Anna and the Swallow Man
by Gavriel Savit
Anna and the Swallow Man by Gavriel Savit is one of the more quiet WW II books I have read, but it is also one of the most beautiful. Anna Lania is seven years old at the beginning of this story. She lives in Krakow, Poland with her father. He is a professor of linguistics at the university, and so he and Anna speak several different languages.
Anna thought that each of the languages her father spoke had been tailored, like a bespoke suit of clothes, to the individual person with whom he conversed. French was not French; it was Monsieur Bouchard. Yiddish was not Yiddish; it was Reb Shmulik. Every word and phrase of Armenian that Anna had ever heard reminded her of the face of the little old tatik who always greeted her and her father with small cups of strong, bitter coffee.
Every word of Armenian smelled like coffee.
One day in November of 1939, Anna’s father does not return home from work. Unbeknownst to Anna, he has been taken by the Germans. She has been spending the day at Herr Doktor Fuchsmann’s shop. After several days, the formerly friendly shop-owner doesn’t want to take care of her anymore. So it is outside of his shop that she meets the Swallow Man. Rather, she sees him first:
The man was tall and exceedingly thin. His suit, brown wool and in three pieces, must’ve been made specifically for him…He carried an old physician’s bag, the brown leather worn a bit lighter than the color of his dark suit. It had brass fittings, and on the side of the bag was the monogram SWG in a faded red that must’ve originally been the color of his dark necktie. A tall black umbrella rode between the two handles of the bag, stacked on its top, despite the clearness of the sky.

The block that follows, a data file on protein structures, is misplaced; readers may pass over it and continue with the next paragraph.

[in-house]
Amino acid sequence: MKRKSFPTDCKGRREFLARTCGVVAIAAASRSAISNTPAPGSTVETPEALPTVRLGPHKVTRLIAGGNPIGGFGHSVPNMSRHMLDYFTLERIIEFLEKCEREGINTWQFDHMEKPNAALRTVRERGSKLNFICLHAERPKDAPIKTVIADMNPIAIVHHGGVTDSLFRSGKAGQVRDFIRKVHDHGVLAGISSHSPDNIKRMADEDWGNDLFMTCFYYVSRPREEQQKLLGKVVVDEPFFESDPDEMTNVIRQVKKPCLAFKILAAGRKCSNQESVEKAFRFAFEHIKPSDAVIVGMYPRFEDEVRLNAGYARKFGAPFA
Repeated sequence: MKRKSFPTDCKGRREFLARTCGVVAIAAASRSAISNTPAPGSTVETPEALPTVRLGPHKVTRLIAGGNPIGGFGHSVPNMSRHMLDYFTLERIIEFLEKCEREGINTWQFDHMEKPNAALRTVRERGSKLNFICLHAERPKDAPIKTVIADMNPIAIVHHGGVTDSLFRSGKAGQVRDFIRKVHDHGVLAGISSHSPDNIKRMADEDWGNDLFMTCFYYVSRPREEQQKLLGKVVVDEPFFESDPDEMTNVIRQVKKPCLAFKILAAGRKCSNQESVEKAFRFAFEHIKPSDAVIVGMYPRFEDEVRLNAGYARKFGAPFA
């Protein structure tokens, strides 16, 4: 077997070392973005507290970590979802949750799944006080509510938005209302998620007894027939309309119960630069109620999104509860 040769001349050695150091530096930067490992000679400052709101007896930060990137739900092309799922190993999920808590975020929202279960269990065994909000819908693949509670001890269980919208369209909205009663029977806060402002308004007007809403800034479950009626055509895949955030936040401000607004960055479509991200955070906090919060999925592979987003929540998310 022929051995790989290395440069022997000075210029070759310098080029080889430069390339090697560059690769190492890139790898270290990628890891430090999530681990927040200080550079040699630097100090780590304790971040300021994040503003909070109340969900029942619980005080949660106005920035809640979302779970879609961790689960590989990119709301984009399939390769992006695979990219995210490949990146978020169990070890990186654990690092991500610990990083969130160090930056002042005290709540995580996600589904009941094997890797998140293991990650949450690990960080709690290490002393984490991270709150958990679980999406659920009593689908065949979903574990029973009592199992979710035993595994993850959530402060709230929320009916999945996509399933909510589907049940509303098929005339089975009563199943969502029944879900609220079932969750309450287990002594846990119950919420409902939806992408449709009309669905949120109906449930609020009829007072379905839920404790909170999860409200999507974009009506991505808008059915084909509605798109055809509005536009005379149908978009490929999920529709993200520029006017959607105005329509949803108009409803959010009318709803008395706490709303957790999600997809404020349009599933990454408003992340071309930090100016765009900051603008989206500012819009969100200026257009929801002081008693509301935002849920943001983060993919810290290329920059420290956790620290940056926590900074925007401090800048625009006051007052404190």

Anna and the Swallow Man share an affinity for speaking languages—for changing into different people as they change their native tongue. They form a small team, and together, crossing the Polish countryside during the throes of World War II. Who can be trusted? As the reader meets each character he or she is filled with either a sense of delight and love, or pure terror and dread. Who is the Swallow Man? He tells Anna: “to be found is to be gone forever.” One can only stay hidden for so long.
Gavriel Savit proves he is a master of words. Words, and language, play a large role in Anna’s story. This book asks the big questions from a child’s eye-view: what is war and what is death? It also asks the most inner question of the self: how do we know who we are? Does our language determine that?
Anna and the Swallow Man is a beautiful story that soars with gravity and magical-realism. As the snow falls, it will be easy to imagine Anna walking in the shadow of the Swallow Man in the snowy Polish countryside, 1939. This book is a young adult novel that teens and adults alike will enjoy.